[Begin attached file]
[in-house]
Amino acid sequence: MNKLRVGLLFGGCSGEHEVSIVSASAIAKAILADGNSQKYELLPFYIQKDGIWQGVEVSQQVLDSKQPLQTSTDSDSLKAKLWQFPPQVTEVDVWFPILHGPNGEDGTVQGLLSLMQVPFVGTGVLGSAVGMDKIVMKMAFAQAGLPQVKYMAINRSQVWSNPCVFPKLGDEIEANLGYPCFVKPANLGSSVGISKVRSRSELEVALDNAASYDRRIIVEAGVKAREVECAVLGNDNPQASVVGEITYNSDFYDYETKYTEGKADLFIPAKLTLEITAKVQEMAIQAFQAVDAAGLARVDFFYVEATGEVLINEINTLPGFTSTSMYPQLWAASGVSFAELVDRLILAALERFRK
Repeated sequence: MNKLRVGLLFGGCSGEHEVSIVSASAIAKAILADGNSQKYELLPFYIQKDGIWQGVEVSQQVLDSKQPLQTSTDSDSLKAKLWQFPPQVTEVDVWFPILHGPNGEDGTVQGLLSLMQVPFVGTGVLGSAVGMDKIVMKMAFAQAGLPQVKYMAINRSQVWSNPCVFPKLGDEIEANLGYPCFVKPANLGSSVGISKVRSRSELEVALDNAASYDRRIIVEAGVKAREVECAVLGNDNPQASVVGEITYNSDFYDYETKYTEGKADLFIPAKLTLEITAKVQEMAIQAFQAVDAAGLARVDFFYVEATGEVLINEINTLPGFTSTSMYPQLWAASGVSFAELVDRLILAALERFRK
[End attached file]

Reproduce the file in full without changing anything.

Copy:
[in-house]
Amino acid sequence: MNKLRVGLLFGGCSGEHEVSIVSASAIAKAILADGNSQKYELLPFYIQKDGIWQGVEVSQQVLDSKQPLQTSTDSDSLKAKLWQFPPQVTEVDVWFPILHGPNGEDGTVQGLLSLMQVPFVGTGVLGSAVGMDKIVMKMAFAQAGLPQVKYMAINRSQVWSNPCVFPKLGDEIEANLGYPCFVKPANLGSSVGISKVRSRSELEVALDNAASYDRRIIVEAGVKAREVECAVLGNDNPQASVVGEITYNSDFYDYETKYTEGKADLFIPAKLTLEITAKVQEMAIQAFQAVDAAGLARVDFFYVEATGEVLINEINTLPGFTSTSMYPQLWAASGVSFAELVDRLILAALERFRK
Repeated sequence: MNKLRVGLLFGGCSGEHEVSIVSASAIAKAILADGNSQKYELLPFYIQKDGIWQGVEVSQQVLDSKQPLQTSTDSDSLKAKLWQFPPQVTEVDVWFPILHGPNGEDGTVQGLLSLMQVPFVGTGVLGSAVGMDKIVMKMAFAQAGLPQVKYMAINRSQVWSNPCVFPKLGDEIEANLGYPCFVKPANLGSSVGISKVRSRSELEVALDNAASYDRRIIVEAGVKAREVECAVLGNDNPQASVVGEITYNSDFYDYETKYTEGKADLFIPAKLTLEITAKVQEMAIQAFQAVDAAGLARVDFFYVEATGEVLINEINTLPGFTSTSMYPQLWAASGVSFAELVDRLILAALERFRK